Nacht Fever

Geoffrey Mak on CTM and transmediale

John Longwalker & Geert Lovink of We Are Not Sick performing Sad by Design at transmediale. Photo: Adam Berry.

“I'M NOT FUCKING WITH THIS,” declared Lafawndah, as she rushed backstage, upstairs at Griessmuehle after an hour-long sound check before her Saturday-night performance at Berlin’s CTM Festival. “I want to go back to the hotel,” she told one of the managers trailing behind her. There wasn’t enough time. I had been sitting with the night’s other performers in the backstage lounge when one of the festival organizers came in and announced that everyone had to leave: Lafawndah needed the room to herself, “for her voice.”

Banished downstairs, we watched an opening DJ warm up the floor. “I kind of want our backstage back,” one of the performers said. Fifteen minutes late, Lafawndah finally appeared, singing in a tight leather dress, her back to the audience. She knew how to dramatically snap her head away from the mic whenever taking a breath, flashing her cheekbones to a whistling audience. She started headbanging, her thick blonde braids tracing figure eights in the air. I was transfixed by her insistence on being a diva at an experimental electronic music festival. (As a Berliner once told me, live acts during club nights were code for “smoke break.”) On Friday, I had attended live-act singer Dis Fig’s birthday party, which functioned as the de facto pregame for CTM, opening that night. Upon entering, I ran into the DJ False Witness. “Why do you have to make everything so sexual?” he was yelling at her, while she sat on the wooden floor of her Neukölln apartment, laughing. When she found me later, standing in the hallway, she kissed me right on the lips.

Lafawndah performing at CTM 2020. Photo: Irma FS/CTM 2020.

On Tuesday, I arrived at her set at Berghain wearing the Givenchy door-knocker septum ring I only don when trying to look like an important groupie. Once Dis Fig emerged, she proceeded to make everything sexual: gagging and moaning into the mic, touching and grabbing people as she descended into the crowd midway through the performance. Everyone she touched started moshing immediately, like the lame healed by Christ. After the show, she came out from backstage in a bespoke peach slip. “I was working so hard,” she said to her cadre of important groupies, holding a cocktail and cigarette in one hand. Changing lives.

A couple nights later, I found myself in a group of six trailing behind singer Lyra Pramuk outside Berghain. It was an hour before her performance, and she was looking for a place to stage a photoshoot. The florist hired for the night found a spot on a concrete bench, which he decorated with a bouquet of white, blue, and yellow flowers. “How’s the angle?” Lyra asked, posing as someone limned her profile with an iPhone flashlight. “We want one wide like Juergen Teller with the dress, and then we can do a closer face portrait with the flowers.”

Lyra Pramuk. Photo: Geoffrey Mak.

Onstage, Lyra’s cerulean eye makeup matched her chic Marine Serre dress. When her vocals rose, she’d lift her palms dramatically into the air for effect, while discreetly motioning the sound guys to adjust the levels. (“I’m a perfectionist,” she declared an hour earlier, during sound check.) At the bar, I spoke with Donna Huanca, who shot the cover for Lyra’s LP. “We just put a plastic sheet over her head,” she laughed. After the performance, Lyra met us by the bar in her heels, carrying another bouquet, this one all white roses. Someone pointed out that her makeup was running. “It was really cunty,” she said of her eye shadow, “and then halfway through the set it starts to cry.” She looked up as we leaned in to examine the cry.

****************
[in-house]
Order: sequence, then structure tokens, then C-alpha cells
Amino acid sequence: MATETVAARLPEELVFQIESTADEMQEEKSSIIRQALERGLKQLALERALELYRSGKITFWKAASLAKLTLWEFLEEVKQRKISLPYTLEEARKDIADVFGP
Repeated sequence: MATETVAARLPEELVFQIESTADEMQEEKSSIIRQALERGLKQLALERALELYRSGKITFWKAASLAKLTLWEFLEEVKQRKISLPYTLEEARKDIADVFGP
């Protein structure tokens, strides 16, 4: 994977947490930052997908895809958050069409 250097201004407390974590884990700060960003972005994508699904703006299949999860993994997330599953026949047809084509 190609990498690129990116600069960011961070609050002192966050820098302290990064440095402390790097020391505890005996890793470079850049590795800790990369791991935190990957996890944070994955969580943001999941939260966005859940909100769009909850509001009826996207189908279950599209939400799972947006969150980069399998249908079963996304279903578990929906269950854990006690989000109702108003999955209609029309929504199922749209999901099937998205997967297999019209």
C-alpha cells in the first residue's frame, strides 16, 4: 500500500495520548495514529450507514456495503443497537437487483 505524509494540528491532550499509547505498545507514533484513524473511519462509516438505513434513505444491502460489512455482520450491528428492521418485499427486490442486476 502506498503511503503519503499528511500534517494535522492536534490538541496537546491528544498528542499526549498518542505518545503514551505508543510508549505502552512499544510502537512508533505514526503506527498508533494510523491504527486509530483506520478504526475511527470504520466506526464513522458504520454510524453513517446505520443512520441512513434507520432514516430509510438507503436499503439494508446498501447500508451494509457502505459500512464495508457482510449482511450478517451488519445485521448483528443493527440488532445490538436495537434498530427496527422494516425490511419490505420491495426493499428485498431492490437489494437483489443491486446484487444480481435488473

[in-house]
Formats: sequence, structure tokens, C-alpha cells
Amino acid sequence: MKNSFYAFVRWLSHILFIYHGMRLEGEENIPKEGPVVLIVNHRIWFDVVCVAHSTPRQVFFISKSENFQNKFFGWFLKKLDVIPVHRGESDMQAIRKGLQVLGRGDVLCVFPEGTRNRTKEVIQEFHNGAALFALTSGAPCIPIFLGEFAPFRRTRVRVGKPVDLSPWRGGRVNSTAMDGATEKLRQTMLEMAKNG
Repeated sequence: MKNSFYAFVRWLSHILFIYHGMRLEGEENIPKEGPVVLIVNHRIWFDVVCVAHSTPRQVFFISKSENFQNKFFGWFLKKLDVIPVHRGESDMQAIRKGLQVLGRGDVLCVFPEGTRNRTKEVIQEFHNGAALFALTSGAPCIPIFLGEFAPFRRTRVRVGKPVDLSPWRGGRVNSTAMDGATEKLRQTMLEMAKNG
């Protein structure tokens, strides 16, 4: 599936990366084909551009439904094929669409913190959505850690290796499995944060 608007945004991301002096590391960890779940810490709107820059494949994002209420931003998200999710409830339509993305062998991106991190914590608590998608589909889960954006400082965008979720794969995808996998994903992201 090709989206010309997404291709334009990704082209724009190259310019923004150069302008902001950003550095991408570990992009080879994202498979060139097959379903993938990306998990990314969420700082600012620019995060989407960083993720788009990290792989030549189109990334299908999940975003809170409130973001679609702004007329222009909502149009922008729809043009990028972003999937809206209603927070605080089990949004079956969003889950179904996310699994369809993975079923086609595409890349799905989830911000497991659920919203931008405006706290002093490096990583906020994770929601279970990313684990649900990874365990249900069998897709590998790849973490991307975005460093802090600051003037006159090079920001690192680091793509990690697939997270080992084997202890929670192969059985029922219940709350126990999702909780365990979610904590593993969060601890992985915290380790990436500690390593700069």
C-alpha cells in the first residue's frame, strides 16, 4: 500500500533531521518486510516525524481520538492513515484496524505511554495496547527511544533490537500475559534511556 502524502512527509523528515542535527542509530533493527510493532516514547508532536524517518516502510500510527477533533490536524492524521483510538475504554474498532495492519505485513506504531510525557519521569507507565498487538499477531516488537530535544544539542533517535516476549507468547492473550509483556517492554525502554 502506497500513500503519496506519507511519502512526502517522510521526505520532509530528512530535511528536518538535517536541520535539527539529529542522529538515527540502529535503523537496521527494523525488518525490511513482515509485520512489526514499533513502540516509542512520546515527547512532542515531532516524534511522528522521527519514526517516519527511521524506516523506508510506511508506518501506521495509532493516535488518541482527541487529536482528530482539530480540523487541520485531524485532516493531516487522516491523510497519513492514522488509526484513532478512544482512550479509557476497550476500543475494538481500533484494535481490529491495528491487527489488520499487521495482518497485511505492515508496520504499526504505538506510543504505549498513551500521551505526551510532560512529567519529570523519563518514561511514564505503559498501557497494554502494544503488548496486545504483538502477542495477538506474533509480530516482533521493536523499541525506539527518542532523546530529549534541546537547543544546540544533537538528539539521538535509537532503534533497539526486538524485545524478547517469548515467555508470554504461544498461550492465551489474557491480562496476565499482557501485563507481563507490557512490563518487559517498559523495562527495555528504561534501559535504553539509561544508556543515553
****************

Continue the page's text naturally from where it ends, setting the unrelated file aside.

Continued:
I stuck around for most of the night, though I was starting to feel the way I have after every party since turning thirty: like an old queen past her prime and struggling for relevance. But I remembered some wisdom another old queen once shared: “Don’t identify as a cool kid. Identify as an intellectual, and let the cool just be something that happens.”

Born in Flamez, Valentina Magaletti, Peaches, Lafawndah. Photo: Geoffrey Mak.

This is also the MO of transmediale, the six-day academic symposium and discussion series that serves as the official partner and theoretical superego of CTM. Saturday afternoon, I went to the Volksbuehne, where everyone there, like me, was looking for relevance. I arrived outside the main stage for a lecture-performance by We Are Not Sick, a duo made up of media theorist Geert Lovink and producer John Longwalker. On my way to the concession stand, I overheard Lovink talking about their upcoming album adapted from his book Sad by Design (2019). He joked about releasing band merch inspired by European nihilism: socks that read “Nothing Matters.”

Once the hall opened, I found a seat close to the stage, where the performance alternated between bursts of electronic music and Lovink reading aphorisms on how social media and neoliberalism, by design, are making us sad—an argument one can readily accept without reading the book, so why not just set it to a kick drum? I wondered if making electronic music about being sad at a theory conference was the equivalent of looking bored at a party. Lovink projected studied indifference, glancing down at his notes. As I sank into my seat, the slideshow went on through a range of memes, including a screenshot of Billie Eilish with black ink leaking from her eyes and mouth in her “When the Party’s Over” video. I was also sad that all the parties were over, but Billie was overdoing it. Except I wanted more: Billie as Gen-Z diva emoting so I didn’t have to. I don’t remember any quotes from the performance, but I remember Billie, emoting for all of humanity. I felt something like gratitude.